The Work…

MPOWER collect lots of monitoring and evaluation data for the services they deliver, but are limited in the resources they can divert to analysing this data – that’s where I came in. MPOWER delivers outreach services online and via dating apps, rapid HIV-testing in venues, and HIV self-testing kits via mail. The data covering their interventions spanned three years (2020 to 2022) and included monitoring data reported by the MPOWER outreach team and feedback provided by service users. I was tasked with collating this data and mapping it onto the MPOWER theory of change and logic model, which was published in 2019 (1). This model outlines key outcomes for the MPOWER programme which had not been evaluated to this point.

Doing justice to the work of MPOWER was a major task, and the report (which is still being drafted) spans over 70 pages and synthesises 134 files. In addition to the MPOWER intervention data, the report now includes input from Adam Shanley on MPOWER’s other activities and detail contextualising MPOWER’s work with scientific literature. I’m hoping to have the full report, along with an executive summary (I wrote the report and even I don’t want to read it all!), available before the end of this year. The report should provide funders with a useful insight into the impact of MPOWER’s work; help staff and the massive team of MPOWER volunteers understand all they’ve achieved and where they can go from here; and allow community members to better understand where they fit into MPOWER’s efforts.


 … & Everything Else


Group photo of those attending HIV Ireland’s Pride Breakfast prior to the Dublin Pride Parade in June 2023.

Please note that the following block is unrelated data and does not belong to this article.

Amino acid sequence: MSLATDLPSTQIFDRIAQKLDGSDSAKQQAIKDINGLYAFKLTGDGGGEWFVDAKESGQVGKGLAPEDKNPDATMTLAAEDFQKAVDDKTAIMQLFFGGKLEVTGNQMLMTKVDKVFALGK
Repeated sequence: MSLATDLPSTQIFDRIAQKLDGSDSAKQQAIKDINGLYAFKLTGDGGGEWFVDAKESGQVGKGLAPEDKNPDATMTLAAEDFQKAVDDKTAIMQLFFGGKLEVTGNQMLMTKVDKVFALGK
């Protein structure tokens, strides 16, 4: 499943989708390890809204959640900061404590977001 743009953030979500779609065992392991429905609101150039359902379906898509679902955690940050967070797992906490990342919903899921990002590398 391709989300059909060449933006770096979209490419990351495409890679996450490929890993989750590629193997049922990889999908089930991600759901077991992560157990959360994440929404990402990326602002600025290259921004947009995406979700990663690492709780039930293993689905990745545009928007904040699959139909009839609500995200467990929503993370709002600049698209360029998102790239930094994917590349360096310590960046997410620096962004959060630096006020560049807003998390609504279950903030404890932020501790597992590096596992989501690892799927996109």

Outside of the data analysis I conducted, Adam and the rest of the team at HIV Ireland facilitated my contributing to lots of other activities. I joined the MPOWER team meeting each week, where the staff provided updates on ongoing projects, upcoming events, and outreach workers discussed case studies of notable outreach interactions. I joined the HIV Ireland Pride organising committee, attended HIV Ireland research meetings, and attended the launch of Dublin Pride in Dublin City Hall. My placement culminated with the Dublin Pride celebrations on June 24th, 2023. I attended HIV Ireland’s annual Pride breakfast, bumped into Minister for Health Stephen Donnelly, and was privileged to walk in the parade alongside MPOWER, HIV Ireland, and the thousands of others that dressed Dublin in colour.


Need to contact MPOWER?

MPOWER provides sex-positive, judgement-free services at no cost. You can speak to their team about STIs, consent, sexuality, and other sexual health and wellbeing needs. They also facilitate referrals to sexual health clinics and counsellors if needed.

They are available by phone, email, Whatsapp, Zoom, and in person. You can contact them by:

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  1. Witzel TC. Theory of Change and Logic Model for an Outreach Programme for Gay, Bisexual and Other Men Who Have Sex with Men [Internet]. HSE Sexual Health & Crisis Pregnancy Programme; 2019 Dec [cited 2023 Jun 21]. Available from: